Musing thus, he reached the studio, and found the door open and the room empty. It had the air of a room whose owner has dashed in to fetch his golf-clubs and biffed off, after the casual fashion of the artist temperament, without bothering to close up behind him. And such, indeed, was the case. The studio had seen the last of J. B. Wheeler for that day: but Archie, not realising this and feeling that a chat with Mr. Wheeler, who was a light-hearted bird, was what he needed this morning, sat down to wait. After a few moments, his gaze, straying over the room, encountered a handsomely framed picture, and he went across to take a look at it.

J. B. Wheeler was an artist who made a large annual income as an illustrator for the magazines, and it was a surprise to Archie to find that he also went in for this kind of thing. For the picture, dashingly painted in oils, represented a comfortably plump young woman who, from her rather weak-minded simper and the fact that she wore absolutely nothing except a small dove on her left shoulder, was plainly intended to be the goddess Venus. Archie was not much of a lad around the picture-galleries, but he knew enough about Art to recognise Venus when he saw her; though once or twice, it is true, artists had double-crossed him by ringing in some such title as "Day Dreams," or "When the Heart is Young."

He inspected this picture for awhile, then, returning to his seat, lit a cigarette and began to meditate on Lucille once more. "Yes, the dear girl had been rummy at breakfast. She had not exactly said anything or done anything out of the ordinary; but—well, you know how it is. We husbands, we lads of the for-better-or-for-worse brigade, we learn to pierce the mask. There had been in Lucille's manner that curious, strained sweetness which comes to women whose husbands have failed to match the piece of silk or forgotten to post an important letter. If his conscience had not been as clear as crystal, Archie would have said that that was what must have been the matter. But, when Lucille wrote letters, she just stepped out of the suite and dropped them in the mail-chute attached to the elevator. It couldn't be that. And he couldn't have forgotten anything else, because—"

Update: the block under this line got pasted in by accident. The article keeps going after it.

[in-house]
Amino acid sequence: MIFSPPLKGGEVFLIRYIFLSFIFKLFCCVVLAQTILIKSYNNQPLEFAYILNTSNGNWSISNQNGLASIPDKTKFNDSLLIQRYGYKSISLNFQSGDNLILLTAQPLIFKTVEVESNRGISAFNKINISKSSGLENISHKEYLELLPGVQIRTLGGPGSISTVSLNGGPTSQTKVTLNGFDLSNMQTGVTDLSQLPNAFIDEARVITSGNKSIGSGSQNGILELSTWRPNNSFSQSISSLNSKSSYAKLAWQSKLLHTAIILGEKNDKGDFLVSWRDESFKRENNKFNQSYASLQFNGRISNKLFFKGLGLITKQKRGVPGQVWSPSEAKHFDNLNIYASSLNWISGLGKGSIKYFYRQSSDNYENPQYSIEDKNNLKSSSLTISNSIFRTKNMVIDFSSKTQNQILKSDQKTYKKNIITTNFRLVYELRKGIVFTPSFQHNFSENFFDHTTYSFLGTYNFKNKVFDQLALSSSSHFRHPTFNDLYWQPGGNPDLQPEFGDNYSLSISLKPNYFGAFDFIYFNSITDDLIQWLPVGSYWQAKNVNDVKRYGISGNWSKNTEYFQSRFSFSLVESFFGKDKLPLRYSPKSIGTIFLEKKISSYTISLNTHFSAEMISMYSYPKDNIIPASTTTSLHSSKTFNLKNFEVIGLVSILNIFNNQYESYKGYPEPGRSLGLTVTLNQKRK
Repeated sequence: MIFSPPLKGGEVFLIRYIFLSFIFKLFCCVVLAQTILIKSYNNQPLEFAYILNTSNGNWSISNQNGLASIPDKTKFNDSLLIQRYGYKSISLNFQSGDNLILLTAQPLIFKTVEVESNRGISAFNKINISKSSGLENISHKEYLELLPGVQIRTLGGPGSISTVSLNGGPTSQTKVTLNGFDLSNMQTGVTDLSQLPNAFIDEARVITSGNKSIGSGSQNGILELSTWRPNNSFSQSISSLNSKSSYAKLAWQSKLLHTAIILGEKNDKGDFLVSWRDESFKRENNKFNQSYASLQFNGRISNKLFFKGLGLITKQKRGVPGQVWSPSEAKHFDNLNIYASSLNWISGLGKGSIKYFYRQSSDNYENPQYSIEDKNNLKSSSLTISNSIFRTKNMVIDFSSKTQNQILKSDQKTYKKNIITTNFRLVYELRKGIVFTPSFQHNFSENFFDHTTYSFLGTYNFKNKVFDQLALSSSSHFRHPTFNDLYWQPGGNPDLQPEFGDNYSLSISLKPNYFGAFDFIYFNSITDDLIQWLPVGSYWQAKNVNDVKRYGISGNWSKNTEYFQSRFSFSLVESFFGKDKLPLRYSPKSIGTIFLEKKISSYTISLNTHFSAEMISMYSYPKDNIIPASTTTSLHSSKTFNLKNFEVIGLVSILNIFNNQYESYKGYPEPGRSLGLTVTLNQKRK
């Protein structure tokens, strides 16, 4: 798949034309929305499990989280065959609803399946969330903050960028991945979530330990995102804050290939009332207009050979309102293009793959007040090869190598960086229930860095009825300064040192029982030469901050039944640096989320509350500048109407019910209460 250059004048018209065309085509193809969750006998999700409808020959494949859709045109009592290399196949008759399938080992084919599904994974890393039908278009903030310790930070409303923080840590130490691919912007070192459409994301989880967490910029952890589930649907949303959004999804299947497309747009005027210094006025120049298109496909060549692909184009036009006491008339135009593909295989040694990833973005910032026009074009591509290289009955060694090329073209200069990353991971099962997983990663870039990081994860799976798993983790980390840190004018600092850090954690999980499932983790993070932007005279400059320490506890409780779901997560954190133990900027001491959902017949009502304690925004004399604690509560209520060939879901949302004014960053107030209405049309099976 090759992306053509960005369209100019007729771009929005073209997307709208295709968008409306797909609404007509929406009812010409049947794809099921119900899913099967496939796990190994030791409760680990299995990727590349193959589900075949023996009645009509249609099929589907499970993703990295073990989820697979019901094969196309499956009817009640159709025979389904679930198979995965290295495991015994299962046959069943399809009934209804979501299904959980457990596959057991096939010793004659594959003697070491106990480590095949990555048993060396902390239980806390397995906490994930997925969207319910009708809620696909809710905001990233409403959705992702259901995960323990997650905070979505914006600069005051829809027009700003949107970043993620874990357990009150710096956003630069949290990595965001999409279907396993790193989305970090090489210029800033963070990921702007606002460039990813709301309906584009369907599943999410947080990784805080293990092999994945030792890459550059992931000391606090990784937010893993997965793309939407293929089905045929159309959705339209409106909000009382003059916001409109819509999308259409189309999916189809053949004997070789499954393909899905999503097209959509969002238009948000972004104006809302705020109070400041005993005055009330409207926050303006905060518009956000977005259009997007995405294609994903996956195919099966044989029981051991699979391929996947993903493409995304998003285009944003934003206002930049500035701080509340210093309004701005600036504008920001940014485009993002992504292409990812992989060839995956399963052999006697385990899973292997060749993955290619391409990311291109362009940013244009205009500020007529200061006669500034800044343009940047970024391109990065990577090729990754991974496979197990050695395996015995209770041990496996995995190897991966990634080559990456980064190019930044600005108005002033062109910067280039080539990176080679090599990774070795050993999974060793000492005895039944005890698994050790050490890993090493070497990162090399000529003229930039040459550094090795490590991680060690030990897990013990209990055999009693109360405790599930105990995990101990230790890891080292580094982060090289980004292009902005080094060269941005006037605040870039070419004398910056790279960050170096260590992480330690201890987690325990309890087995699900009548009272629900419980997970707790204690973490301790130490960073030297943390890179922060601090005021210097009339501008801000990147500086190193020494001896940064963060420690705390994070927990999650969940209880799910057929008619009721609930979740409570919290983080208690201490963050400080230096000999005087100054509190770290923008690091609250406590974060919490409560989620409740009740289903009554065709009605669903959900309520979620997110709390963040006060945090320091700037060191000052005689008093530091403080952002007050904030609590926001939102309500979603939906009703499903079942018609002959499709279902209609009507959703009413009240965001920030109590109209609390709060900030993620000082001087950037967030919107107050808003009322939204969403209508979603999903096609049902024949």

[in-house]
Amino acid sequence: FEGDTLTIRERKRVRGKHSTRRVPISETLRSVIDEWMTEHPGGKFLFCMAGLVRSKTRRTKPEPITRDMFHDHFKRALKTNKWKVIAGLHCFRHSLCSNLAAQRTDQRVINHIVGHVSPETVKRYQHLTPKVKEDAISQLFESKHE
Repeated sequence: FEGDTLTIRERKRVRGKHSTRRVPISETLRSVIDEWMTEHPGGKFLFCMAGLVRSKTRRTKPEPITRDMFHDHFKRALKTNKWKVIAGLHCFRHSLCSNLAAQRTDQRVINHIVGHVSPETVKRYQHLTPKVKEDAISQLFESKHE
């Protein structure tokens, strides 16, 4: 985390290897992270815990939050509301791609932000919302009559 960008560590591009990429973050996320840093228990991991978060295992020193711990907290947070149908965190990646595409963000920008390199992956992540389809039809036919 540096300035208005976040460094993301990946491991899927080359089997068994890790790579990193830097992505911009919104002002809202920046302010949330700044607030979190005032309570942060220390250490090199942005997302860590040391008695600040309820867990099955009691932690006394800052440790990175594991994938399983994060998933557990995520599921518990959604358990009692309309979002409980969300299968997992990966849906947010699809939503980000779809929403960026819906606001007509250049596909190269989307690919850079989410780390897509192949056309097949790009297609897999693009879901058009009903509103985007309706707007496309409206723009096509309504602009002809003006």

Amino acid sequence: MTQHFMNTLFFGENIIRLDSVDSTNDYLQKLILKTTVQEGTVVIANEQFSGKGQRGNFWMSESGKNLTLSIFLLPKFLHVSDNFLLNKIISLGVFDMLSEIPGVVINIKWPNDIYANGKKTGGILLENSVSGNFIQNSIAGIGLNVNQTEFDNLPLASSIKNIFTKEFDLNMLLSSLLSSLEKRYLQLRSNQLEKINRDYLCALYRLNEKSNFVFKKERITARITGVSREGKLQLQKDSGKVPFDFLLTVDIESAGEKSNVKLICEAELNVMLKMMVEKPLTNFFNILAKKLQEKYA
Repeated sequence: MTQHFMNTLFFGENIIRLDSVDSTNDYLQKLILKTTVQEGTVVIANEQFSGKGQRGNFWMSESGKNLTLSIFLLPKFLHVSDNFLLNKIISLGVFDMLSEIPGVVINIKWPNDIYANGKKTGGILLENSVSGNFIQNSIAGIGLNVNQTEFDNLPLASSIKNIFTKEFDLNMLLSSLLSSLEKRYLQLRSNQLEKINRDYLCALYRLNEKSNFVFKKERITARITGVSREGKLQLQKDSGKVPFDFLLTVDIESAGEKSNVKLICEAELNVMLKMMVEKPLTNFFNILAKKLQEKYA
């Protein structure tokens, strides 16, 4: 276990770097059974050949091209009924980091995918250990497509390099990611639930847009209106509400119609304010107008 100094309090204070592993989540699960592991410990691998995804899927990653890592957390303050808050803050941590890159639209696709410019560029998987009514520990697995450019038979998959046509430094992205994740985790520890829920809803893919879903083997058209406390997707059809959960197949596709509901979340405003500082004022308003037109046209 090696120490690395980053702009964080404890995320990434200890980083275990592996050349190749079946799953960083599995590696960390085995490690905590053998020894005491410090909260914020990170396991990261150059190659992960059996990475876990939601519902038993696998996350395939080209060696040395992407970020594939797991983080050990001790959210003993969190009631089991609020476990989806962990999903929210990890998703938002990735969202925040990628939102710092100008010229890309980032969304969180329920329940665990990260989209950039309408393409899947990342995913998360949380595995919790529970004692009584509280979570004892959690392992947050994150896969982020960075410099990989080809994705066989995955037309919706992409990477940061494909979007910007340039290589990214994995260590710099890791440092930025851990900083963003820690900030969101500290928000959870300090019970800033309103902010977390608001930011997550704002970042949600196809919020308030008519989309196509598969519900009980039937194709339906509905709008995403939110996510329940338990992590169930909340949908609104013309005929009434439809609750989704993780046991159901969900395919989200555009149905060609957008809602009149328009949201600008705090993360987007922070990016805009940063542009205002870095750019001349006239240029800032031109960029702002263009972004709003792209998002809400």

"Oh my sainted aunt!"

Archie's cigarette smouldered, neglected, between his fingers. His jaw had fallen and his eyes were staring glassily before him. He was appalled. His memory was weak, he knew; but never before had it let him down, so scurvily as this. This was a record. It stood in a class by itself, printed in red ink and marked with a star, as the bloomer of a lifetime. For a man may forget many things: he may forget his name, his umbrella, his nationality, his spats, and the friends of his youth: but there is one thing which your married man, your in-sickness-and-in-health lizard must not forget: and that is the anniversary of his wedding-day.

Remorse swept over Archie like a wave. His heart bled for Lucille. No wonder the poor girl had been rummy at breakfast. What girl wouldn't be rummy at breakfast, tied for life to a ghastly outsider like himself? He groaned hollowly, and sagged forlornly in his chair: and, as he did so, the Venus caught his eye. For it was an eye-catching picture. You might like it or dislike it, but you could not ignore it.

As a strong swimmer shoots to the surface after a high dive, Archie's soul rose suddenly from the depths to which it had descended. He did not often get inspirations, but he got one now. Hope dawned with a jerk. The one way out had presented itself to him. A rich present! That was the wheeze. If he returned to her bearing a rich present, he might, with the help of Heaven and a face of brass, succeed in making her believe that he had merely pretended to forget the vital date in order to enhance the surprise.

It was a scheme. Like some great general forming his plan of campaign on the eve of battle, Archie had the whole binge neatly worked out inside a minute. He scribbled a note to Mr. Wheeler, explaining the situation and promising reasonable payment on the instalment system; then, placing the note in a conspicuous position on the easel, he leaped to the telephone: and presently found himself connected with Lucille's room at the Cosmopolis.

"Hullo, darling," he cooed.

There was a slight pause at the other end of the wire.

"Oh, hullo, Archie!"

Lucille's voice was dull and listless, and Archie's experienced ear could detect that she had been crying. He raised his right foot, and kicked himself indignantly on the left ankle.

"Many happy returns of the day, old thing!"

A muffled sob floated over the wire.

"Have you only just remembered?" said Lucille in a small voice.